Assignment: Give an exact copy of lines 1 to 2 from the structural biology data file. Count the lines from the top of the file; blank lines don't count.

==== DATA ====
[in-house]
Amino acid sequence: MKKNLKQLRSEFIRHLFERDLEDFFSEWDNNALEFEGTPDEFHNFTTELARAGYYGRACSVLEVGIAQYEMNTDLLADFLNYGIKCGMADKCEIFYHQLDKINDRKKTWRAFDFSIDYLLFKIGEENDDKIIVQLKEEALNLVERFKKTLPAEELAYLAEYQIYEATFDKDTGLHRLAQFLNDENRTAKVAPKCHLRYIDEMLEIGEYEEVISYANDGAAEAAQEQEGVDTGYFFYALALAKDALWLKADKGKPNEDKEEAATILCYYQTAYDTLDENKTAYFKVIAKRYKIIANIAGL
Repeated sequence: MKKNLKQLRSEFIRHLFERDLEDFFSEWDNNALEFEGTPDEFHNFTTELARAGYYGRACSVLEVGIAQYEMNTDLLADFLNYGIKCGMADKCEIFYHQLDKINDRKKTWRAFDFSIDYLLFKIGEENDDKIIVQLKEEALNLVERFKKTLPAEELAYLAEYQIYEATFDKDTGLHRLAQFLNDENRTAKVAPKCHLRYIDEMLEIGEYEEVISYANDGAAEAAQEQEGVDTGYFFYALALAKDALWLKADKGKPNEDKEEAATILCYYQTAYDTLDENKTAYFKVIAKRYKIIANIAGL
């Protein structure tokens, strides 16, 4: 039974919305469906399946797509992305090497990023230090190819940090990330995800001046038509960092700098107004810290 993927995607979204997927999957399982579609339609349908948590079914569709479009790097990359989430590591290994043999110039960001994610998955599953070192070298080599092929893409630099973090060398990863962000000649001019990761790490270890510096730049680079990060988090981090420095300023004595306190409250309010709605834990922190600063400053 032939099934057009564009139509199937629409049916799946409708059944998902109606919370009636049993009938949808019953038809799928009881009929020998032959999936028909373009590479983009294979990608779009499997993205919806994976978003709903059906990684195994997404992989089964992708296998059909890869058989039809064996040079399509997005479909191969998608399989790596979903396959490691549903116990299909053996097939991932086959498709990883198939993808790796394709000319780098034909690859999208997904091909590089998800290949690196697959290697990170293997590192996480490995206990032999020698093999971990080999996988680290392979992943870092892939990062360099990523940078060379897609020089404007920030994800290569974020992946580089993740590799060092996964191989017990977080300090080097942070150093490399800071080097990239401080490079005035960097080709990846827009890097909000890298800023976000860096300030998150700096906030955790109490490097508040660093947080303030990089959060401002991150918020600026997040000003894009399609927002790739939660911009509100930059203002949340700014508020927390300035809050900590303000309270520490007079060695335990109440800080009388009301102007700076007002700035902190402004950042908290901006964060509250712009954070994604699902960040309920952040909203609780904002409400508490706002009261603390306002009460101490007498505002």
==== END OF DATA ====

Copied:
[in-house]
Amino acid sequence: MKKNLKQLRSEFIRHLFERDLEDFFSEWDNNALEFEGTPDEFHNFTTELARAGYYGRACSVLEVGIAQYEMNTDLLADFLNYGIKCGMADKCEIFYHQLDKINDRKKTWRAFDFSIDYLLFKIGEENDDKIIVQLKEEALNLVERFKKTLPAEELAYLAEYQIYEATFDKDTGLHRLAQFLNDENRTAKVAPKCHLRYIDEMLEIGEYEEVISYANDGAAEAAQEQEGVDTGYFFYALALAKDALWLKADKGKPNEDKEEAATILCYYQTAYDTLDENKTAYFKVIAKRYKIIANIAGL